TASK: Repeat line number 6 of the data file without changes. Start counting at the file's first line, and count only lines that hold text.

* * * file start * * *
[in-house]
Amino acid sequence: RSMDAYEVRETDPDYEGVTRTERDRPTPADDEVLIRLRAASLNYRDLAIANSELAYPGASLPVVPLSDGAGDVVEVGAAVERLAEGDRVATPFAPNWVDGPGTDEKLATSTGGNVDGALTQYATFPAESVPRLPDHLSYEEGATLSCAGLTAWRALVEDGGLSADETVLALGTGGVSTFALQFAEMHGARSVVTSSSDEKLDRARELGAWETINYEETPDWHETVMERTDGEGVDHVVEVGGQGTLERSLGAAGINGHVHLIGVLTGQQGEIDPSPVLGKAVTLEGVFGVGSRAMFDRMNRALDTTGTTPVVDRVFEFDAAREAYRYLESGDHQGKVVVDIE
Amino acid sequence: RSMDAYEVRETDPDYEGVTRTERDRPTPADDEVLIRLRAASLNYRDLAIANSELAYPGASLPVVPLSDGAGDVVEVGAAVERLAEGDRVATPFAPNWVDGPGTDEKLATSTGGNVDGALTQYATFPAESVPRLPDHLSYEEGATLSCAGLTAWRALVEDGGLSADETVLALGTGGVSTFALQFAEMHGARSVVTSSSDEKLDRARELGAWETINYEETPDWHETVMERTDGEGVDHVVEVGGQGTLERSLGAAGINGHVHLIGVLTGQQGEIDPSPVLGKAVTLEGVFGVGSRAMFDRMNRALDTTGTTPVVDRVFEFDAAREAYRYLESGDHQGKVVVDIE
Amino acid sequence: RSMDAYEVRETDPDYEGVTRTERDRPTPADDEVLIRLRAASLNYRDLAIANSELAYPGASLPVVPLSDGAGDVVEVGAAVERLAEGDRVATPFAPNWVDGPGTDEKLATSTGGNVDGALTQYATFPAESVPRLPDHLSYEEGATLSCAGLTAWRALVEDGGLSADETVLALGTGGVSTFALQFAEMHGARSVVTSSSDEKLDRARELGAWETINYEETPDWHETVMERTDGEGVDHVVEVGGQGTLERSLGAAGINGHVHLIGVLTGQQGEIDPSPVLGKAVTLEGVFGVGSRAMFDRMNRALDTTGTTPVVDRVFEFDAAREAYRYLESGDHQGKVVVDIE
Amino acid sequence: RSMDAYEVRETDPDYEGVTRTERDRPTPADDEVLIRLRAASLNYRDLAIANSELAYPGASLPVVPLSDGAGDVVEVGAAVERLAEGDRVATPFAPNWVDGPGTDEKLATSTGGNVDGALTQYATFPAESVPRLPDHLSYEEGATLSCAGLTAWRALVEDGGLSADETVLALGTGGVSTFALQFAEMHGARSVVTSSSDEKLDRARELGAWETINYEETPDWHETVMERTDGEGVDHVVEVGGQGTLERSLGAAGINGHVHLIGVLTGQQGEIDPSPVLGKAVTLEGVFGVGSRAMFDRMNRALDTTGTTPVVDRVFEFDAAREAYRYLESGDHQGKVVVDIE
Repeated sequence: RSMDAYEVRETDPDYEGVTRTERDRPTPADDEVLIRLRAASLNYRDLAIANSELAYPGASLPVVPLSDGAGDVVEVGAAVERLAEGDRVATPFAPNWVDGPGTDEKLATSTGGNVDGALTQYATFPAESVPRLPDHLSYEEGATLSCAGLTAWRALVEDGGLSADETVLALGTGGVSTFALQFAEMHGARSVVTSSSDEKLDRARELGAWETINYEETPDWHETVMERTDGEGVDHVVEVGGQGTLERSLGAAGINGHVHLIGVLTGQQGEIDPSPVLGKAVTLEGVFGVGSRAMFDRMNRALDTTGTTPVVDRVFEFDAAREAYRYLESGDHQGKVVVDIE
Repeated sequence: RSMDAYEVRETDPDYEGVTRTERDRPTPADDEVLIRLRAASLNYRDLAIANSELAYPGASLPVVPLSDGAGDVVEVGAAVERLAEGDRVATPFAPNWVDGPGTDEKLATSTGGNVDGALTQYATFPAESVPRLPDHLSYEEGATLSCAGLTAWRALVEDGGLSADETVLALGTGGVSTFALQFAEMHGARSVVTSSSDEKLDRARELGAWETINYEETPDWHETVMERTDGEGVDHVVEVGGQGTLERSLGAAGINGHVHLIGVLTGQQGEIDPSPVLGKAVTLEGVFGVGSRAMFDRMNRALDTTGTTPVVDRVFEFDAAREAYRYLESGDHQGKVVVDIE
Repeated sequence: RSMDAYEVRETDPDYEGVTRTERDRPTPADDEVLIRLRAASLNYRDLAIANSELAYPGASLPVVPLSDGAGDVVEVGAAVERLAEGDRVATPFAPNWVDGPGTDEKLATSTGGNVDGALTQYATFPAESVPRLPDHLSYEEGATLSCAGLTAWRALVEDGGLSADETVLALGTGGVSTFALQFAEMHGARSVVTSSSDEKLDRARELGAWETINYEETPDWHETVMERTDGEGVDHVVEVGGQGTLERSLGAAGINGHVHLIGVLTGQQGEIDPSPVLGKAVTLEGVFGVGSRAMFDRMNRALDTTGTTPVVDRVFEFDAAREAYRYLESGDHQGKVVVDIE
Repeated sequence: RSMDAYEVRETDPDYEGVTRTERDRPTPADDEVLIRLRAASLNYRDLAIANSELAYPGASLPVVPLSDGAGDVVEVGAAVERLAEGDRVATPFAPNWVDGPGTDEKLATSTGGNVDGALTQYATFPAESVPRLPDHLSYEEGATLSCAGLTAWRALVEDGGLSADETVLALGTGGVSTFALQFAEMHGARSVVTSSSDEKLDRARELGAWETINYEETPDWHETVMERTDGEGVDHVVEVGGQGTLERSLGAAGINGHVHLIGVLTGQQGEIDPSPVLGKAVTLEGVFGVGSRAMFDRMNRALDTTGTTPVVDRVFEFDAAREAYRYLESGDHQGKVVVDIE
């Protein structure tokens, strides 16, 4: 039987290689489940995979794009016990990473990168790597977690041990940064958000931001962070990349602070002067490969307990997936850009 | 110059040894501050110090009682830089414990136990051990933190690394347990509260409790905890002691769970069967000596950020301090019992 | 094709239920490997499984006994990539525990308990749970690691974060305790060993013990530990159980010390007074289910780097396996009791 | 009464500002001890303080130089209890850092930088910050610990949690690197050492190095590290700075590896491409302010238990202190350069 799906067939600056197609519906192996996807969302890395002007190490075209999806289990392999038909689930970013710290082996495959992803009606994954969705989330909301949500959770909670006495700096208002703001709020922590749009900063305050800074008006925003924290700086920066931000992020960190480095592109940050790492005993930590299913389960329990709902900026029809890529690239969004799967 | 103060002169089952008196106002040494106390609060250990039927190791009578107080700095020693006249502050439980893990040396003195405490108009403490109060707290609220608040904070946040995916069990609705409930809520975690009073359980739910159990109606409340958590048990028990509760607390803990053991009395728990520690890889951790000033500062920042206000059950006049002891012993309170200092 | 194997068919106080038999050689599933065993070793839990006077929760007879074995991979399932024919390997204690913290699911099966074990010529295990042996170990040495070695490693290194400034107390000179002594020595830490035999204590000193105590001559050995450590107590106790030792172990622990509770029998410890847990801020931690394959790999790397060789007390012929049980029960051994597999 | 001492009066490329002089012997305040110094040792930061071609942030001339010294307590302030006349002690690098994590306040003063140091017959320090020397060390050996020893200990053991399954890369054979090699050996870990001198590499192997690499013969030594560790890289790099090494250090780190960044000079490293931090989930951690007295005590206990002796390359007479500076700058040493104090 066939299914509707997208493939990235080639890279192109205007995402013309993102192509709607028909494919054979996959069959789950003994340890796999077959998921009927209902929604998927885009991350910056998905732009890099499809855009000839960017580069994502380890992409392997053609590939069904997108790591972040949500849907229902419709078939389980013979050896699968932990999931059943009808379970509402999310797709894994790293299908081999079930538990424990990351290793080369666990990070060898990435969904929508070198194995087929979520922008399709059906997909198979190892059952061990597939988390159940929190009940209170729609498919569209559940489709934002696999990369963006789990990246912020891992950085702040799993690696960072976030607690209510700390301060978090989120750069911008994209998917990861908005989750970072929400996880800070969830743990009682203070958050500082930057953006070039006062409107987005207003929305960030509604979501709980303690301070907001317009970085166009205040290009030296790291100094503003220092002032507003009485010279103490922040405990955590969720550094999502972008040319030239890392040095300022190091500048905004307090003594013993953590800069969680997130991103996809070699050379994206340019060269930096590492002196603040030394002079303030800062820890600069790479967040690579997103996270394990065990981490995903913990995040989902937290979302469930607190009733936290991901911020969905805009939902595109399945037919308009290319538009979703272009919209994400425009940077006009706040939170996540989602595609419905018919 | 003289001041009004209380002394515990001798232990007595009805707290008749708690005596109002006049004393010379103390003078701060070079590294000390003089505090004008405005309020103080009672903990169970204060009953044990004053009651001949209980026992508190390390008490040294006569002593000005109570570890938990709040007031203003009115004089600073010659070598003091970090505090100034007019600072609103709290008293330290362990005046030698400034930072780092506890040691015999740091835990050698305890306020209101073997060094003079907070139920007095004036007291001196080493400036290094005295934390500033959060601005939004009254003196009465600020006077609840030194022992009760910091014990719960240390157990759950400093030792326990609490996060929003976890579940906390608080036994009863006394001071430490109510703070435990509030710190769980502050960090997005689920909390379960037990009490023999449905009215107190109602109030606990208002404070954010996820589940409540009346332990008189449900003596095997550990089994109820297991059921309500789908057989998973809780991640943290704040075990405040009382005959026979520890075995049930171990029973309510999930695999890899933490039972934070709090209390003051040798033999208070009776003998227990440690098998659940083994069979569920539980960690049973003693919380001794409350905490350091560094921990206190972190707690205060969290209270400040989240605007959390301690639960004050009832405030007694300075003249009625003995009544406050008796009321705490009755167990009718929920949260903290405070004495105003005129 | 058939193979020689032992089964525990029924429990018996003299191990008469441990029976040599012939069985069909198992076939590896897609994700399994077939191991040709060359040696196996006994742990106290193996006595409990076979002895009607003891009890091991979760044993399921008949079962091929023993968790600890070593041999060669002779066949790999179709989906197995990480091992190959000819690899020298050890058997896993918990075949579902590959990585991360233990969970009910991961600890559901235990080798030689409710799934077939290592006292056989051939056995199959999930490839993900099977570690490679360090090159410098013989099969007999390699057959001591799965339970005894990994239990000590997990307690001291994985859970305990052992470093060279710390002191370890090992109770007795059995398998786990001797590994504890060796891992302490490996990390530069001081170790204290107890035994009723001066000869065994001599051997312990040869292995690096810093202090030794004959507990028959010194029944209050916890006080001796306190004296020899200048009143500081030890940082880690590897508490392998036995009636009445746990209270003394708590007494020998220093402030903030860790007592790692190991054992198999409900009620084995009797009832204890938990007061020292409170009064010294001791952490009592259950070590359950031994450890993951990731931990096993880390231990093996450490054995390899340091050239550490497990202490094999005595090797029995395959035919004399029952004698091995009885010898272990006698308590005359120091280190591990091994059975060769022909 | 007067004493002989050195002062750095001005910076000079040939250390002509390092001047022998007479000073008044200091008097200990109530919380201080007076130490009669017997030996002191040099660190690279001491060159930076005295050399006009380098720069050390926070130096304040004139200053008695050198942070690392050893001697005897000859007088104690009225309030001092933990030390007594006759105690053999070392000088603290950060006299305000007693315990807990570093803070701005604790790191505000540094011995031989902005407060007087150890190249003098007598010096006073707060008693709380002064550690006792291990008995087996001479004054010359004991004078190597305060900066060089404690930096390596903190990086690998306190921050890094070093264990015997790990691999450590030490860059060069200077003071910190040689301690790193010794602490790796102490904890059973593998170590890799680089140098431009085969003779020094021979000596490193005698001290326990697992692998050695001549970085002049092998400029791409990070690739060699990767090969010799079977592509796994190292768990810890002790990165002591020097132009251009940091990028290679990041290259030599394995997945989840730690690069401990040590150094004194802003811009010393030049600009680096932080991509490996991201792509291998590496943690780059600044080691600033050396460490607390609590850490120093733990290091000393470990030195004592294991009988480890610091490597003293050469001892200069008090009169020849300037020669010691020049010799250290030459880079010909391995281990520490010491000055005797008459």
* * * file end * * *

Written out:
Repeated sequence: RSMDAYEVRETDPDYEGVTRTERDRPTPADDEVLIRLRAASLNYRDLAIANSELAYPGASLPVVPLSDGAGDVVEVGAAVERLAEGDRVATPFAPNWVDGPGTDEKLATSTGGNVDGALTQYATFPAESVPRLPDHLSYEEGATLSCAGLTAWRALVEDGGLSADETVLALGTGGVSTFALQFAEMHGARSVVTSSSDEKLDRARELGAWETINYEETPDWHETVMERTDGEGVDHVVEVGGQGTLERSLGAAGINGHVHLIGVLTGQQGEIDPSPVLGKAVTLEGVFGVGSRAMFDRMNRALDTTGTTPVVDRVFEFDAAREAYRYLESGDHQGKVVVDIE